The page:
CLICK HERE TO LEARN HOW TO RELEASE

Develop a practice of release. Learn to let go of the things that don’t serve your highest good.

You don’t have to hold onto it all.

Release into love.

– Stevie P!
 

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What You’re Completely Overlooking During Your Workout

So I was in the gym in my apartment building the other day. I warmed up on the yoga mat, then made my way to the dumbbells. But before I even picked up a weight, I noticed this guy… Painfully skinny, shrugging spastically jerking dumbbells with reckless abandon. Dropping the weights (like it’s hawwwt) and panting like housecat on crack, he picked up some lighter weights. Wise choice, I though to myself. But nah, he took two steps back and started swinging them up to his shoulders as fast as his little arms could move. An his head was turning from side to side the whole set. After this, he “rested” with some intense pacing around the gym like he forgot his keys or something. At this point I was done observing. I couldn’t watch anymore. I had to get in the zone and begin my workout. And luckily, Mr. Fant-spastic’s blind intensity reminded me of the most important factor when working out…

…Awareness.

mark your calendars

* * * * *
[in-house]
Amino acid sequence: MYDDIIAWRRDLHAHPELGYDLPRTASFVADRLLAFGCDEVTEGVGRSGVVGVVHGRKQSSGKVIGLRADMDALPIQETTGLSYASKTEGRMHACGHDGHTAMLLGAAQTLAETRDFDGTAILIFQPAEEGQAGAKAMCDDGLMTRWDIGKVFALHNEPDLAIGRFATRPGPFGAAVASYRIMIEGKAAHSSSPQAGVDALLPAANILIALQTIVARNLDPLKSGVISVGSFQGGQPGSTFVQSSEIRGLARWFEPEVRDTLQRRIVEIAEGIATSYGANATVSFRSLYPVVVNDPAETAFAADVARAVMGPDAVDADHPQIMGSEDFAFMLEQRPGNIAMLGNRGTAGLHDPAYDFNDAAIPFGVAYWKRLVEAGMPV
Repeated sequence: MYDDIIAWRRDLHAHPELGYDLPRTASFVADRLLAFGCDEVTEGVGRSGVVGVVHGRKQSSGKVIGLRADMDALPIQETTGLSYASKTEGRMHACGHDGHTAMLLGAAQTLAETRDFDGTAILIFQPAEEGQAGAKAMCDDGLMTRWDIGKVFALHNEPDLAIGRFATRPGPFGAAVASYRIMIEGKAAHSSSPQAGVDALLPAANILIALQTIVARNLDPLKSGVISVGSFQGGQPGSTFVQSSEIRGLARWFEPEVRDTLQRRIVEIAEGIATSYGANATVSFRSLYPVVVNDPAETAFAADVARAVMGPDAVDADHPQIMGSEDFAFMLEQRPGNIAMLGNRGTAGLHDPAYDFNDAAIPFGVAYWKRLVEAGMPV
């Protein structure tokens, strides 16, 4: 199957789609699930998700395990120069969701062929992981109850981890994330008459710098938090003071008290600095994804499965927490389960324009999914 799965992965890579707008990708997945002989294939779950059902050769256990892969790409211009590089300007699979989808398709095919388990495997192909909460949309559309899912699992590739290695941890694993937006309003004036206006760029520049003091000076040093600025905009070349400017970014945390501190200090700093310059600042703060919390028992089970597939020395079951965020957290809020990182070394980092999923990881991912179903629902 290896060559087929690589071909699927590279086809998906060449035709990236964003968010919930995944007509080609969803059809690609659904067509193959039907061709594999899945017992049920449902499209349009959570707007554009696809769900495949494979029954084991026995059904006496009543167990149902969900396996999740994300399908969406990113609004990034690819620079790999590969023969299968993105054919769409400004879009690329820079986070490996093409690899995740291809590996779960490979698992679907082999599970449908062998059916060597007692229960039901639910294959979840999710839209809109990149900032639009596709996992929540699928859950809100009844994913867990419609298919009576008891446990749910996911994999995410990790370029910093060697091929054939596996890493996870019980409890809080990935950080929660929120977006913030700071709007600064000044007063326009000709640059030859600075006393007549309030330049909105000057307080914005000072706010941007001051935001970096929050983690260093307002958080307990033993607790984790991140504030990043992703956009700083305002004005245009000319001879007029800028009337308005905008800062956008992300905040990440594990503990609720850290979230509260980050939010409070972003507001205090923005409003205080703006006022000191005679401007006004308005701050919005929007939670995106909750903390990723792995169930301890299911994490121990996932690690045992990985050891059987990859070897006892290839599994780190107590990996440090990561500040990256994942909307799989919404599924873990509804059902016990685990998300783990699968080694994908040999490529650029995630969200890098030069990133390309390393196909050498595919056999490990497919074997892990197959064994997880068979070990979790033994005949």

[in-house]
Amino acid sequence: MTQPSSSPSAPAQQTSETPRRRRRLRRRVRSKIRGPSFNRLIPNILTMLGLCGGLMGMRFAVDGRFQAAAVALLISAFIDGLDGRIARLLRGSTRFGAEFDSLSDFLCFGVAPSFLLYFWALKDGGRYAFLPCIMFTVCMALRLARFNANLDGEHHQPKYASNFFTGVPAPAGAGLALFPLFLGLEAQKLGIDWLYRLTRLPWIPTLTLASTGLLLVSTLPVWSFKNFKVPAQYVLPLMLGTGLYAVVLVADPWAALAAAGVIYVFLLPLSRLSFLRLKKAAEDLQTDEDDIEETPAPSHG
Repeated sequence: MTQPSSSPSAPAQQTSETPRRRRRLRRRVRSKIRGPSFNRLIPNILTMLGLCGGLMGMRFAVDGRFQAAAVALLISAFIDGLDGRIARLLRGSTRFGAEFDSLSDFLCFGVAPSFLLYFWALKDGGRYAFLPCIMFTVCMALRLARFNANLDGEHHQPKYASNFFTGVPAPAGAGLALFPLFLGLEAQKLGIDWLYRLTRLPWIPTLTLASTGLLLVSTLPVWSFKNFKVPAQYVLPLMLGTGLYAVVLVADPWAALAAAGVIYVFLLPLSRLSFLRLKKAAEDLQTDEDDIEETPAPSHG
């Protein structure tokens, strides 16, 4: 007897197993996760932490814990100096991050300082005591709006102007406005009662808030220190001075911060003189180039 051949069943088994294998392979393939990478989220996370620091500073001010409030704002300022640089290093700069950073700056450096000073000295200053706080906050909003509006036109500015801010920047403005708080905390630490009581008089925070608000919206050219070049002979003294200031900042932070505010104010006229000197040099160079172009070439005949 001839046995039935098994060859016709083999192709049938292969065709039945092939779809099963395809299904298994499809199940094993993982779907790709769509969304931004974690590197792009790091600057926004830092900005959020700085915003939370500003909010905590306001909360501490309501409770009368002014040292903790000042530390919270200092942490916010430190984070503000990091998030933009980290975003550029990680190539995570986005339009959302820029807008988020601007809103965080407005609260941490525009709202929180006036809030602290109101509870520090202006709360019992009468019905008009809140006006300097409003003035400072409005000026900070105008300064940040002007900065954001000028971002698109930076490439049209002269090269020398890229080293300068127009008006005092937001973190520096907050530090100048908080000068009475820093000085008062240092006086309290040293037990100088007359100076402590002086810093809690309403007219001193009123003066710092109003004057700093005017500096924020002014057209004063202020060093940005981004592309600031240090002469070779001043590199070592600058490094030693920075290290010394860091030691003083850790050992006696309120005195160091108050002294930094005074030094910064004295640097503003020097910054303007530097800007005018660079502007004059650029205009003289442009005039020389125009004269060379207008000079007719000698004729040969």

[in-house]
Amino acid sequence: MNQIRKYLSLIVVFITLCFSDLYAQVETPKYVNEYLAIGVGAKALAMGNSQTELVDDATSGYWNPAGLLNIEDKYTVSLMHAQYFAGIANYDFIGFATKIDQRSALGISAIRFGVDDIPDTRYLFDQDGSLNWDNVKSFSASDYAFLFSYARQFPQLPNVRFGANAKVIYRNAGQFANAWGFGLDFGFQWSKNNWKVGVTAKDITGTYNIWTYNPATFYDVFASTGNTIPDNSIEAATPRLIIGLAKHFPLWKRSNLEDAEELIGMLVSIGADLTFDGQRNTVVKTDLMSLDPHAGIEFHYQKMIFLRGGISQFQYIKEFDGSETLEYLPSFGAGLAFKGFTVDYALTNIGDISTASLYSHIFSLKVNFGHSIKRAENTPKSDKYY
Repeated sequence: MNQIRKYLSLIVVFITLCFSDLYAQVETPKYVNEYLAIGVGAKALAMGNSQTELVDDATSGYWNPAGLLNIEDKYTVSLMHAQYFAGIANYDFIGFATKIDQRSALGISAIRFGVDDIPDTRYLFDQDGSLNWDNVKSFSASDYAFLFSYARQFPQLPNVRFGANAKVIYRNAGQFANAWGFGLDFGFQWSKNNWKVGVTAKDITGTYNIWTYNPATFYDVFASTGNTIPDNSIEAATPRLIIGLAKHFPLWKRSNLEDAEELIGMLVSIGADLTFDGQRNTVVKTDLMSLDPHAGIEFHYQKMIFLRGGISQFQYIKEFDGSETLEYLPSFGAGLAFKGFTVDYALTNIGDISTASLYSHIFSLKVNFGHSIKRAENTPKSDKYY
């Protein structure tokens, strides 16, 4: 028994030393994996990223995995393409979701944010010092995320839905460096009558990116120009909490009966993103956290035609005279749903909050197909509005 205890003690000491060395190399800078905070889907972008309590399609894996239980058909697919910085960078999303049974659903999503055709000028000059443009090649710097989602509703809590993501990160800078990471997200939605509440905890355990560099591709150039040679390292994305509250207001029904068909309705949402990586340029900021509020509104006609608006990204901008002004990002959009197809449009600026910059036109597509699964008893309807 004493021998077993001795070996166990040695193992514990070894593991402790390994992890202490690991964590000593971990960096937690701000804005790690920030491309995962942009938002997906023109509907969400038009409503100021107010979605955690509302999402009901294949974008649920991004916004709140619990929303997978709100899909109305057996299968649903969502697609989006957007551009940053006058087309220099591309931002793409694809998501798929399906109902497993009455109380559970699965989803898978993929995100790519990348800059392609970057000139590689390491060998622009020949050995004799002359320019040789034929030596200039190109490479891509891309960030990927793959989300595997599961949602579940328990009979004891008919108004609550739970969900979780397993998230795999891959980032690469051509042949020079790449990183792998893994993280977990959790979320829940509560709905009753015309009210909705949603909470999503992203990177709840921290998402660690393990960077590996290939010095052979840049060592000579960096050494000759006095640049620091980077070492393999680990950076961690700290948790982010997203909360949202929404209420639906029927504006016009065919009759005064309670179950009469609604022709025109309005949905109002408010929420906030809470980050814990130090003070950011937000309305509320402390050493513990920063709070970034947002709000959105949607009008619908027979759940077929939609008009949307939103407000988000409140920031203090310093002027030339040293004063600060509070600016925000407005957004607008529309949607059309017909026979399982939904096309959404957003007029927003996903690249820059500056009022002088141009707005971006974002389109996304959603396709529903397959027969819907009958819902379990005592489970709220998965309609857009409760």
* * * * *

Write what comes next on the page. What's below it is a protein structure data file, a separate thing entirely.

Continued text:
a·ware·ness [uh-wair-nis] – noun – the state or condition of being aware; having knowledge; consciousness.

Awareness of what you’re doing right now. The present moment. Awareness of the movement you’re performing. The correct form. Your breathe. Your body’s positioning. Your grip. Where you’re looking. Just being conscious of what your body’s doing.

Awareness (during workouts) creates focus and strengthens the mind-body connection (or as it applies to working out, the mind-muscle connection).

Focus on the task at hand. Focus on the muscles that need to be activated to execute the movement. Focus on producing tension.

The mind-muscle connection aligns the mind and body towards the same goal. It is shifting your awareness and focus to the muscles required to perform a movement. It’s basically living vicariously through your muscles.

Most people’s minds and bodies are doing completely different things while they’re working out. Their bodies are performing a movement, but their minds are elsewhere. They’re thinking about how they look in the mirror, what the person next to them thinks of them, what they’re going to have for dinner, the next exercise, whether Charmeleon evolves into Charizard at level 32 or 36 (it’s 36 btw), blah blah blah. Caught in an endless loop of mind chatter. They ruminate over everything but neglect the only true reality; the task at hand (the now).

They have no directed focus. Their attention is drawn to everything outside of themselves. Instead of focusing on the environment we have control over, they focus on the external. Their mind is elsewhere, and it’s obvious. Obvious in their frantic aura, unfocused eyes, and the structural integrity of their body. Don’t be one of these people.

If we can’t be aware of our own bodies and minds, then what can we really be aware of?

If we can’t focus on the movement of our bodies, then what can we really focus on?

If we can’t give full attention to the only thing we have complete control over, then what can we really give our full attention to?